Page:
Grace, mercy, and peace] ‘Mercy’ here and in 2 Timothy 1:2; while in Titus 1:4 according to the best mss. it is ‘grace and peace,’ as in the salutations of St Paul’s other epistles. ‘Why,’ asks Fairbairn, ‘is “mercy” specially needed for St Paul’s dear child of faith? The nearer he was in character to St Paul the more would he too feel himself “the chief of sinners,” and so appreciate a prayer so truly faithful and sympathising; a lesson,’ he adds, ‘for all future ministers of the Gospel which it well becomes them to ponder.’ St John’s private letter to the ‘Elect lady’ has the same salutation.

God our Father] Read God the Father, as in 2 Timothy 1:2 and Titus 1:4; ‘our Father’ was the usual form in the earlier epistles.1 Timothy 1:2. Τιμοθέῳ, to Timothy) The epistles sent to Timothy, Titus, and Philemon, as being addressed to individuals, have some things which are rather sealed, than explicitly set forth, for example 1 Timothy 1:18. If there were no epistle to Timothy extant, we should have particularly wished that there was one, in order that we might see what Paul would chiefly recommend to Timothy; now, since there are two, we ought the more earnestly to turn them to use.—τέκνῳ son) Acts 16:12.—χάρις, ἔλεος, εἰρήνη, grace, mercy, peace) Paul, when addressing the churches, writes, grace to you and peace. When writing to Timothy, he adds mercy in this passage, and many years after, in 2 Timothy 1:2 : comp. Jeremiah 16:5; Galatians 6:16. Mercy implies grace, as it were, of a more tender kind towards the miserable, and the experience of this divine mercy produces fitness for the Gospel ministry; 1 Timothy 1:13; 1 Timothy 1:16; 2 Corinthians 4:1; 1 Corinthians 7:25 : comp. Hebrews 2:17.—Χριστοῦ Ἰησοῦ, Christ Jesus[1]) Paul often, especially when writing to Timothy, puts the surname Christ before the name Jesus, in respect of [as having a view to] the promises of the Old Testament concerning the Messiah, which were fulfilled in Jesus and were well known to Timothy, 2 Timothy 3:15.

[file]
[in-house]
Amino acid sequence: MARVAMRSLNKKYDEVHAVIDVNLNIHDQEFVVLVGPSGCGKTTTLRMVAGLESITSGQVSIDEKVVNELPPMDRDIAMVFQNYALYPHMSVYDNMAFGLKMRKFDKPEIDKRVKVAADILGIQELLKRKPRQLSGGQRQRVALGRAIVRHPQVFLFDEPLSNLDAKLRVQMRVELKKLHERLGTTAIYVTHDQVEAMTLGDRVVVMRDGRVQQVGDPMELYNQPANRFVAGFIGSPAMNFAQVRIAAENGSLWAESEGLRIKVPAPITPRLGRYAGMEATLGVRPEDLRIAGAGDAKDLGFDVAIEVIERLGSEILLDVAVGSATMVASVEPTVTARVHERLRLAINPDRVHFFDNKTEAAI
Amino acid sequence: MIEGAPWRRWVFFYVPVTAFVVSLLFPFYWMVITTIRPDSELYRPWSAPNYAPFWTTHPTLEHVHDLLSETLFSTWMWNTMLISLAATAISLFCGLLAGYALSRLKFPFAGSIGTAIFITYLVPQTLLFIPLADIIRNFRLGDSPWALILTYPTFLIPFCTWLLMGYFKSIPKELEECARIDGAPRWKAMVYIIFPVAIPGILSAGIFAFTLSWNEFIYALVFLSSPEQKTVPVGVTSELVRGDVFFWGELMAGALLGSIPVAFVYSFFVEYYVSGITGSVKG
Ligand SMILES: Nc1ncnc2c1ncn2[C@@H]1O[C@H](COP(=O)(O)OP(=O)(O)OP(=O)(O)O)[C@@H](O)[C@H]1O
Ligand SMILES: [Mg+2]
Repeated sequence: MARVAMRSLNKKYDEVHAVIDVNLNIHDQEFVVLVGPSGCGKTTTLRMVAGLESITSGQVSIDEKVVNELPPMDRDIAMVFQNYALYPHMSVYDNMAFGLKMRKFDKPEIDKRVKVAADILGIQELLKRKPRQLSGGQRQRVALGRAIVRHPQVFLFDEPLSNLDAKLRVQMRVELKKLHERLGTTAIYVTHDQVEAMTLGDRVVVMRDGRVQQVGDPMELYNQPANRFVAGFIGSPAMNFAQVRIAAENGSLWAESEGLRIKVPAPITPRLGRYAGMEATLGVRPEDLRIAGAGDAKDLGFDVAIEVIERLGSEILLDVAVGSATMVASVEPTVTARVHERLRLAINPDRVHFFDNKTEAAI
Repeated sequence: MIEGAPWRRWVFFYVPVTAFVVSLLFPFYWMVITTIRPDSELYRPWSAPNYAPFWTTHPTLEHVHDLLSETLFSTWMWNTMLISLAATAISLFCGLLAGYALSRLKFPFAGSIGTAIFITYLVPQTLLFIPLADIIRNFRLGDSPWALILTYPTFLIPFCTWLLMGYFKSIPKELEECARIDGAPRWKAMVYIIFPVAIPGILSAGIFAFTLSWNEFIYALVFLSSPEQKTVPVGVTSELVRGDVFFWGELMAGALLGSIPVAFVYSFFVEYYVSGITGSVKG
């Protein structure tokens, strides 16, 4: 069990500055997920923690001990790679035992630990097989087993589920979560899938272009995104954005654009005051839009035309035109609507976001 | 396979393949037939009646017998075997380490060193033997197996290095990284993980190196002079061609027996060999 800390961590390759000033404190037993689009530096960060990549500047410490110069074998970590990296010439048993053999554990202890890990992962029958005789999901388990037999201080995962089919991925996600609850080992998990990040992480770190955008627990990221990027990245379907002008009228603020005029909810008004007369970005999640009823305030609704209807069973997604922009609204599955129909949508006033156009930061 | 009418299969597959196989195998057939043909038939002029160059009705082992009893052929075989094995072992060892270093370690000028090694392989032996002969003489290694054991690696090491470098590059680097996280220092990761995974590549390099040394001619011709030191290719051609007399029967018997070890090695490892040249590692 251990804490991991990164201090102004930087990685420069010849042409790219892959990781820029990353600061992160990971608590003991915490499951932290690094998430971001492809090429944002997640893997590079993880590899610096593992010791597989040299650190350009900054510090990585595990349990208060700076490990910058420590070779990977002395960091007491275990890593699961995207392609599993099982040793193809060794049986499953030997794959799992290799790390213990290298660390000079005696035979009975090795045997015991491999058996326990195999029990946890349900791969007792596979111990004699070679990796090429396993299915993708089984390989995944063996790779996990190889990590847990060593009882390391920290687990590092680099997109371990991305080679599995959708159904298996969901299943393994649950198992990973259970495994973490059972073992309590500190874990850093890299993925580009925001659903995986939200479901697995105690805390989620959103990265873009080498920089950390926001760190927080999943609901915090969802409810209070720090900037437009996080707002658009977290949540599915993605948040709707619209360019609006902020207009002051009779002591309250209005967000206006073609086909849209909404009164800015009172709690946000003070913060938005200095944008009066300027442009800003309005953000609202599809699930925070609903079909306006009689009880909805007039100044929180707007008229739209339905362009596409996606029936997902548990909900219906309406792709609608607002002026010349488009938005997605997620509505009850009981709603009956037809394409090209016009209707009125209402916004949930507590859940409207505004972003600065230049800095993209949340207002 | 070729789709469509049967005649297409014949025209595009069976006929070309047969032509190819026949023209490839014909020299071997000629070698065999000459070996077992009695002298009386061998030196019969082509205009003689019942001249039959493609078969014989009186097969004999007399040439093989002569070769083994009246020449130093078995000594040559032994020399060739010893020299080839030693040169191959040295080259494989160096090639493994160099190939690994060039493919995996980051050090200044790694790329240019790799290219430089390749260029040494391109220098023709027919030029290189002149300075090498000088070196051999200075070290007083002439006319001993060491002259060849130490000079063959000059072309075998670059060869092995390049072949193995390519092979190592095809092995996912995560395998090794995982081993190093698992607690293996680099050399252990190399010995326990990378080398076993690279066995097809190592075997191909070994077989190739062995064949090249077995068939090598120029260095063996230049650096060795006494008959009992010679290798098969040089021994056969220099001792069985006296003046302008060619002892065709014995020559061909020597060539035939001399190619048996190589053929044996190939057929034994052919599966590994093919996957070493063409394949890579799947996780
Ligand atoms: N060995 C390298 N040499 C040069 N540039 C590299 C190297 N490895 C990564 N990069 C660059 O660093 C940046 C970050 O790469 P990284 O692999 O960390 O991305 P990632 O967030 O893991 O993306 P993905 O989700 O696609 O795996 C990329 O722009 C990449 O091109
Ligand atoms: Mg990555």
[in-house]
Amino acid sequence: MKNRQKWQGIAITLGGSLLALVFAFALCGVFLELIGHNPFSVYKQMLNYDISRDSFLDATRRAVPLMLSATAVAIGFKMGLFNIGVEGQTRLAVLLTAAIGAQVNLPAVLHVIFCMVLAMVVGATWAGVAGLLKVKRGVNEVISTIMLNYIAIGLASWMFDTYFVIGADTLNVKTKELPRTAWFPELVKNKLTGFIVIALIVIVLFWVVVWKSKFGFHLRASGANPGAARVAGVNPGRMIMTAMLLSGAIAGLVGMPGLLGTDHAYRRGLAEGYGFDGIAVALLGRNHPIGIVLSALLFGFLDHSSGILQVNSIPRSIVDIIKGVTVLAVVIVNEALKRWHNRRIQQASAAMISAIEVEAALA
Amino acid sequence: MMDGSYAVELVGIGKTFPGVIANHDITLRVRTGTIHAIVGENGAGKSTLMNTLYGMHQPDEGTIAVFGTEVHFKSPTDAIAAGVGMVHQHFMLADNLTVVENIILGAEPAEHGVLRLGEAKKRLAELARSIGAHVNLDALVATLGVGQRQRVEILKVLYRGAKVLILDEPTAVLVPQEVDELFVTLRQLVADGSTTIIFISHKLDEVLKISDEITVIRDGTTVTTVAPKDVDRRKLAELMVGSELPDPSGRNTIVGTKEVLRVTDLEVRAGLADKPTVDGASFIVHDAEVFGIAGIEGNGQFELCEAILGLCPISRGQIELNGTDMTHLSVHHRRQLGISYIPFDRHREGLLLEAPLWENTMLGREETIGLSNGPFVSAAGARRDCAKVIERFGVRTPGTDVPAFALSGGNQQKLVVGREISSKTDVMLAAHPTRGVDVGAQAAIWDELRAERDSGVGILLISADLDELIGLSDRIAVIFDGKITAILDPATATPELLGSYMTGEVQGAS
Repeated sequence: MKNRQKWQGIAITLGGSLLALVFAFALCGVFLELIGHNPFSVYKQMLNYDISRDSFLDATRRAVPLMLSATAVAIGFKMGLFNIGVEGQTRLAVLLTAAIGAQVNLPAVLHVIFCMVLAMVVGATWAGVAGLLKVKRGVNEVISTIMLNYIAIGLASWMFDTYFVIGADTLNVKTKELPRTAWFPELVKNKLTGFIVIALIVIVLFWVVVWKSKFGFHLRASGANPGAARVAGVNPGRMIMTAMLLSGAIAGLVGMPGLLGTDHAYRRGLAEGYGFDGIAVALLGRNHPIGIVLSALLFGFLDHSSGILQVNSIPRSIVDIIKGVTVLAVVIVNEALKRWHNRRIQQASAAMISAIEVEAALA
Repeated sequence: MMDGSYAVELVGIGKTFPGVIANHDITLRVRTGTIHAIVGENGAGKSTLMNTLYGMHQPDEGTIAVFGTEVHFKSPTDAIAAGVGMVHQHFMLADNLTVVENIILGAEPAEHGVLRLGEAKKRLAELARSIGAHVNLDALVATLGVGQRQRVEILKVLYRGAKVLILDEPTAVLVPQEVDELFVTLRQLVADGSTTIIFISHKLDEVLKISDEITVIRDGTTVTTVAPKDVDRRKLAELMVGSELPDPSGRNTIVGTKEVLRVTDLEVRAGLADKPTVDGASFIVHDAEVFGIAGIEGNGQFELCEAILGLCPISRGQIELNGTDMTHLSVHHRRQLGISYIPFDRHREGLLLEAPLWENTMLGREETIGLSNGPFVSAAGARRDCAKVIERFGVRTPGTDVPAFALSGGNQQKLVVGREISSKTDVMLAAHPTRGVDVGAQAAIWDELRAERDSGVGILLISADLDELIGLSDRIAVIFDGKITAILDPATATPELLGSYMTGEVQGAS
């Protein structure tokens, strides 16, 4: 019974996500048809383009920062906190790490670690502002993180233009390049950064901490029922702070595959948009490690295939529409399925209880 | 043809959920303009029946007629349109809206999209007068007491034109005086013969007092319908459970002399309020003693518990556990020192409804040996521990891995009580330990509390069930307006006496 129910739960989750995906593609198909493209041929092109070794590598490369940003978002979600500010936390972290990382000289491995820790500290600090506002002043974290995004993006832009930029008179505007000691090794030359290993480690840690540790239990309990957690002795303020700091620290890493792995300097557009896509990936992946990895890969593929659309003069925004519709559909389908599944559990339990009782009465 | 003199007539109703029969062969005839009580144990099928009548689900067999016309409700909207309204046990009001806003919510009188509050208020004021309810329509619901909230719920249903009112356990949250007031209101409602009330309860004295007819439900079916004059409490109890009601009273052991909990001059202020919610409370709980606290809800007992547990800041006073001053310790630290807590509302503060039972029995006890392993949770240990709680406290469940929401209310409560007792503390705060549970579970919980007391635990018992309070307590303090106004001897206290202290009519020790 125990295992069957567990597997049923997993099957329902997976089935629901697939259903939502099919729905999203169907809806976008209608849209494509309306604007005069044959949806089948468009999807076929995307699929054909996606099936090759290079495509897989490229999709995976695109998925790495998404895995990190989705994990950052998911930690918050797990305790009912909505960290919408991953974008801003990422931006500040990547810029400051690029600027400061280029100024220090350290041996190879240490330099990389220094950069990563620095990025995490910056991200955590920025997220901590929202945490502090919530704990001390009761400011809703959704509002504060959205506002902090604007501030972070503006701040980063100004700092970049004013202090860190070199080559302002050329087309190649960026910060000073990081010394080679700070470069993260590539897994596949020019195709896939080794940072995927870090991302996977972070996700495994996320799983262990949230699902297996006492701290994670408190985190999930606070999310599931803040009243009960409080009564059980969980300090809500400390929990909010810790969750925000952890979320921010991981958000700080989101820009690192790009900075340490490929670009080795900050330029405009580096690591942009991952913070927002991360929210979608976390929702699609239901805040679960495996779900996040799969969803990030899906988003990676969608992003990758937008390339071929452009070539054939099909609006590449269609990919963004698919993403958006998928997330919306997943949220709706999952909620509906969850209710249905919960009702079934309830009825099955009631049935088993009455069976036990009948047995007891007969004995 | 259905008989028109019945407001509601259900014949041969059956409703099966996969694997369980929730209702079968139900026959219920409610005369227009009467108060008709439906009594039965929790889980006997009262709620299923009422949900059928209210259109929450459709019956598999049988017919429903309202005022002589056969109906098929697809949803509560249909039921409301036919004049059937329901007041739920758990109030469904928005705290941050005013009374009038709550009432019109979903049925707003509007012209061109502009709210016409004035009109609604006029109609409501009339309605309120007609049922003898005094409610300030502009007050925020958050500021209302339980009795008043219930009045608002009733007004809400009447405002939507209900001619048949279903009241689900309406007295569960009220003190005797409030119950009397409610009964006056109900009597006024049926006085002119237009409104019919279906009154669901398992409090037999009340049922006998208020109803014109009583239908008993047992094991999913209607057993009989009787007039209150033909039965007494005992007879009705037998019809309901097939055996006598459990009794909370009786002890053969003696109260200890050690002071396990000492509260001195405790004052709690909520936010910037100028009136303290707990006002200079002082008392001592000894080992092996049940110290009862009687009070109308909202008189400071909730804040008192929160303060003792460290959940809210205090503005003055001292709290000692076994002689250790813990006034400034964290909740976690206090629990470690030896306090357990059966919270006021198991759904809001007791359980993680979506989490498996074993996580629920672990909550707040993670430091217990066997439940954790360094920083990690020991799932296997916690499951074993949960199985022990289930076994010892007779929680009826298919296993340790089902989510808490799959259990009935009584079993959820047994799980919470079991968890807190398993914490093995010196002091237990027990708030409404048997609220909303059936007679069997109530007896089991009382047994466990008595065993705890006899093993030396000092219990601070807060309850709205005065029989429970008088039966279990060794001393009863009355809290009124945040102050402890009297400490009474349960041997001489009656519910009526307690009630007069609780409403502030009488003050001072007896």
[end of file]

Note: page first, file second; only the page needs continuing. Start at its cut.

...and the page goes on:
[1] So the order of Χριστοῦ Ἰησοῦ stands in AD(Δ)Gfg Vulg. But other MSS. of Vulg., Orig. 2, 739b, and Rec. Text, read Ιησοῦ Χριστοῦ.—ED.Verse 2. - My true child in faith for my own son in the faith, A.V.; peace for and peace, A.V.; the Father for our Father, A.V. and T.R.; Christ Jesus for Jesus Christ, A.V. and T.R. My true child in faith. A most awkward phrase, which can only mean that Timothy was St. Paul's true child because his faith was equal to St. Paul's, which is not St. Paul's meaning. Timothy was St. Paul's own son, because he had begotten him in the gospel (1 Corinthians 4:14-16; Philemon 1:10) - his spiritual son. This is best expressed as in the A.V. by "in the faith" (comp. Titus 1:4, where the same idea is expressed by κατὰ κοινὴν πίστιν). Grace, mercy, and peace. This varies from the blessing at the beginning of the Epistles to the Romans, Corinthians, Galatians, Ephesians, Philippians, Colossians, and Thessalonians, by the addition of the word "mercy," as in 2 Timothy 1:2 and Titus 1:4 in the T.R., and also in 2 John 3 and Jude 1:2. It seems in St. Paul to connect itself with that deeper sense of the need and of the enjoyment of mercy which went with his deepening sense of sin as he drew towards his end, and harmonizes beautifully with what he says in vers. 12-16. The analogy of the other forms of blessing quoted above strongly favors the sense our Father rather than the Father. Whether we read ἡμῶν with the T.R. or omit it with the R.T., the idea of Father is contrasted, not with that of Son, but with that of Lord; the two words express the relation of the Persons of the Godhead, not to each other, but to the Church. My own son in the faith (γνησίῳ τέκνῳ ἐν πίστει)

More correctly, "my true child in faith." Comp. Titus 1:4. With these two exceptions, τέκνον or υἱός ἐν πίστει does not occur in N.T. Ἑν πίστει or τῇ πίστει is not come on Paul; see 1 Corinthians 16:13; 2 Corinthians 8:7; 2 Corinthians 13:5; Galatians 2:20; 2 Thessalonians 2:13. In the Pastorals, nine times. In Paul joined with ζῇν to live, εἶναι to be, στήκειν to stand, βεβαιοῦσθαι to be established. For γνήσιος true, see 2 Corinthians 8:8; Philippians 2:20; Philippians 4:3. It means natural by birth-relation, therefore true or genuine.

Mercy (ἔλεος)

This addition to the usual form of salutation is peculiar to the Pastorals.